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The Only Woman Whose Name is on the Declaration of Independence

by Ella Schwartz ; illustrated by Dow Phumiruk

Pub Date: Jan. 25th, 2022
ISBN: 978-0-316-29832-2
Publisher: Christy Ottaviano Books

The story of the printer, postmaster, and patriot whose choices played a significant role in American history.

This informative book captures the life of Mary Katharine Goddard, born under British rule in 1738 in Connecticut. Readers learn about the education her parents provided to not just their son, but also their daughter (which was unusual for that time); her involvement in the printmaking/newspaper industry, initially to help her distractible brother; her dedication to providing colonists with information that supported the American Revolution; her 14-year stint as Baltimore’s postmaster; and her decision to include her name when she was asked to print the Declaration of Independence, a brave choice that could have resulted in her death. Accessible and engaging text, quotations from her publications, and italicized statements that sum up relevant personality characteristics tell what is known of her story and provide historical context, bringing the uniqueness of her accomplishments as a colonial woman to light. Evocative, sepia-toned illustrations, which primarily feature White colonists, show additional details of a life in early America. An author’s note provides supplementary information about the lack of recognition Goddard received as well as additional details about her life, not all positive; an enslaved woman, to whom Goddard granted freedom in her will, helped run Goddard’s business and home. (This book was reviewed digitally.)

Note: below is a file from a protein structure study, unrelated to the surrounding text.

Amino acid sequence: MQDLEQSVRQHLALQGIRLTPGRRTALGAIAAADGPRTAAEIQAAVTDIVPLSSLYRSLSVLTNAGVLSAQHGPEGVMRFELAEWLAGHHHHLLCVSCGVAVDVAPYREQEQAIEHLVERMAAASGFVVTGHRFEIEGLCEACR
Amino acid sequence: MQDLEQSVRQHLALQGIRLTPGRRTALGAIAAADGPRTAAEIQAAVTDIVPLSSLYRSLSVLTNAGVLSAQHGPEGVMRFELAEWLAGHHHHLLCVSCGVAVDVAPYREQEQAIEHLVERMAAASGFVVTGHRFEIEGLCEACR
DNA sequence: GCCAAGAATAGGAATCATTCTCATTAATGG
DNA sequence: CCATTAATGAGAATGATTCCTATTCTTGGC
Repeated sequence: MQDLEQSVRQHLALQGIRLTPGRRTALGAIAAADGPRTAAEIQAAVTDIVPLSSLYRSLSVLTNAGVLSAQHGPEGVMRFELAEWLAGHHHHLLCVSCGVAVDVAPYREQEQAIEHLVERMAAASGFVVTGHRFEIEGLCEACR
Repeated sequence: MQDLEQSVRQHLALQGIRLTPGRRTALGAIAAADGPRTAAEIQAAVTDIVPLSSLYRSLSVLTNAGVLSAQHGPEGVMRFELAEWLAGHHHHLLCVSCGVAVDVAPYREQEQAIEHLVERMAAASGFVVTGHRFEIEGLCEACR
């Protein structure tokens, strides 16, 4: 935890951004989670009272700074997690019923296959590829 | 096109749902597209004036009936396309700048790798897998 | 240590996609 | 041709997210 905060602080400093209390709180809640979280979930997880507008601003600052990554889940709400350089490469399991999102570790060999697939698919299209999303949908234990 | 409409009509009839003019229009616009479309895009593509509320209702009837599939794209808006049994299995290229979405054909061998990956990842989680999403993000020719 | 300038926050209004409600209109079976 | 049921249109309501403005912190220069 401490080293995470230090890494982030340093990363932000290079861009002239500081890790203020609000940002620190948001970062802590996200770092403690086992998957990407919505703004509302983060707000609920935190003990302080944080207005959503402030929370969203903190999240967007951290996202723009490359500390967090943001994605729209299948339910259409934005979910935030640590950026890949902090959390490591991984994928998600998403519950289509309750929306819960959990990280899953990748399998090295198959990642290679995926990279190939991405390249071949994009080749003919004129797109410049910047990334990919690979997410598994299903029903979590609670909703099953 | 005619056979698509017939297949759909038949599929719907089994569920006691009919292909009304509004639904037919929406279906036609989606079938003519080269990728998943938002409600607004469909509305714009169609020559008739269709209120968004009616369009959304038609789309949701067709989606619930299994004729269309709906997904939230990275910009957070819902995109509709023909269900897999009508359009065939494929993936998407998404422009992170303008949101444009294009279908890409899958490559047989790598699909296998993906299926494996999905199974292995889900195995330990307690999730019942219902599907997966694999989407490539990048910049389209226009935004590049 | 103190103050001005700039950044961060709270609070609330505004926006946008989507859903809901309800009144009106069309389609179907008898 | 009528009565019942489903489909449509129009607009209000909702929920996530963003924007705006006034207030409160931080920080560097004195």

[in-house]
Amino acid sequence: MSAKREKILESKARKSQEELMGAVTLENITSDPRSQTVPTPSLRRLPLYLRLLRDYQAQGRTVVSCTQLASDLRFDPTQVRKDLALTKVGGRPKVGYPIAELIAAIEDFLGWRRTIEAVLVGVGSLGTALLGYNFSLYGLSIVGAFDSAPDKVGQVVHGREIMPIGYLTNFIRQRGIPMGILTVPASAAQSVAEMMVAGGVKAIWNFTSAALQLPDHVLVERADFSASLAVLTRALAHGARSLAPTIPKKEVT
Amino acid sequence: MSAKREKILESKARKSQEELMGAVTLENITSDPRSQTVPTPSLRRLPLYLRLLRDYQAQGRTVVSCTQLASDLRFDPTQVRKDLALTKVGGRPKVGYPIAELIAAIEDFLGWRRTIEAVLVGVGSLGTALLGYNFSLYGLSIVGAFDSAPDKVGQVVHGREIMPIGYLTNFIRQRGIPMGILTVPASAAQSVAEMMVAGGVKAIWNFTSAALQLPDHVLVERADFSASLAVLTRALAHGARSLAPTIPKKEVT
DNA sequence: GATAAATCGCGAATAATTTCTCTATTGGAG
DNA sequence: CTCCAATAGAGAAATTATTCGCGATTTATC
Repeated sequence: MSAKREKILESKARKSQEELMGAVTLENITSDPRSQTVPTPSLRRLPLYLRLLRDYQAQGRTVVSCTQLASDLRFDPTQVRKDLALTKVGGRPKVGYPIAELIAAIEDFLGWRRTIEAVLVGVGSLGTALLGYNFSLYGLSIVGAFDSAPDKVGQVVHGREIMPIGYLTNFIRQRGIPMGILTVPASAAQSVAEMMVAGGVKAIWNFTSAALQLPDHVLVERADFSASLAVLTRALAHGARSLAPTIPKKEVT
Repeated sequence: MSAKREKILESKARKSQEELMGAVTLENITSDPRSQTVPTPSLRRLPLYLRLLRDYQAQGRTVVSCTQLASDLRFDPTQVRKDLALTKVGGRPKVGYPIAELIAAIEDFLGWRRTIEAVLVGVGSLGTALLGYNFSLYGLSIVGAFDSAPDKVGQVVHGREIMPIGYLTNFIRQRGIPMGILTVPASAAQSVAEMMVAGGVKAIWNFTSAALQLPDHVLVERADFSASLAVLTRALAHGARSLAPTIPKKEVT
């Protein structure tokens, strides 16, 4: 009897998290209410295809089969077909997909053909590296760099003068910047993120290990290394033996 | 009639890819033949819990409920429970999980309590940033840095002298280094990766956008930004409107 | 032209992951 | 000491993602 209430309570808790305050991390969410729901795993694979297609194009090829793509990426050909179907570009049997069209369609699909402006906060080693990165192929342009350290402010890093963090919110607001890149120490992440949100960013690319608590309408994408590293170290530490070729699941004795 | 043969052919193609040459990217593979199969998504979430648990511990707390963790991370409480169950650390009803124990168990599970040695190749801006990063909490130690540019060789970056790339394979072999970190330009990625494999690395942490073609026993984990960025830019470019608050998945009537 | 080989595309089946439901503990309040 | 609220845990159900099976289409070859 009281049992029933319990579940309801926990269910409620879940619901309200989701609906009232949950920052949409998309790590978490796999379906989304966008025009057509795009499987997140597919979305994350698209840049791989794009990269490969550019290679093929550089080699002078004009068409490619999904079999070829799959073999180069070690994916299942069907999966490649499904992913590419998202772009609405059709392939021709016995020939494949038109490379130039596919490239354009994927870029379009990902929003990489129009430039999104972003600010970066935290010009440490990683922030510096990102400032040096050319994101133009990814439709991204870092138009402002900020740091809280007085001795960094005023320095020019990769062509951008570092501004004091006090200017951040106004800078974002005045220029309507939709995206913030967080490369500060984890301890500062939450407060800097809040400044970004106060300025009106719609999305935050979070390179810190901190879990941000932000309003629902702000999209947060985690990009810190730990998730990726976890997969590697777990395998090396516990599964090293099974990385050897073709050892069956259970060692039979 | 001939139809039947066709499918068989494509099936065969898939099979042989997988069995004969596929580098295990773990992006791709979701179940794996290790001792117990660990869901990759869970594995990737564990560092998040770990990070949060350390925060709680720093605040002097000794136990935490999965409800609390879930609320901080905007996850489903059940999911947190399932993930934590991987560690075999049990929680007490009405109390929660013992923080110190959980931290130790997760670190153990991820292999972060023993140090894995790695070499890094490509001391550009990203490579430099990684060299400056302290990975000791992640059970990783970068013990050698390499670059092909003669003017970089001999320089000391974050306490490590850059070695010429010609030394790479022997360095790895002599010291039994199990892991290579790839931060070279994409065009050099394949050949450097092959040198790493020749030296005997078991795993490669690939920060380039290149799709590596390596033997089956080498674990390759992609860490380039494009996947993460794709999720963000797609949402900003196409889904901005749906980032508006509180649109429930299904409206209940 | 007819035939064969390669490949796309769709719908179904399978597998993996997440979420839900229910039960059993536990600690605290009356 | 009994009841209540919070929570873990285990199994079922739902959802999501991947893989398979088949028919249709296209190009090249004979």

A solid resource for examining historical perspectives and concepts of inclusion, exclusion, justice, and fairness.

(glossary, sources) (Picture book/biography. 5-10)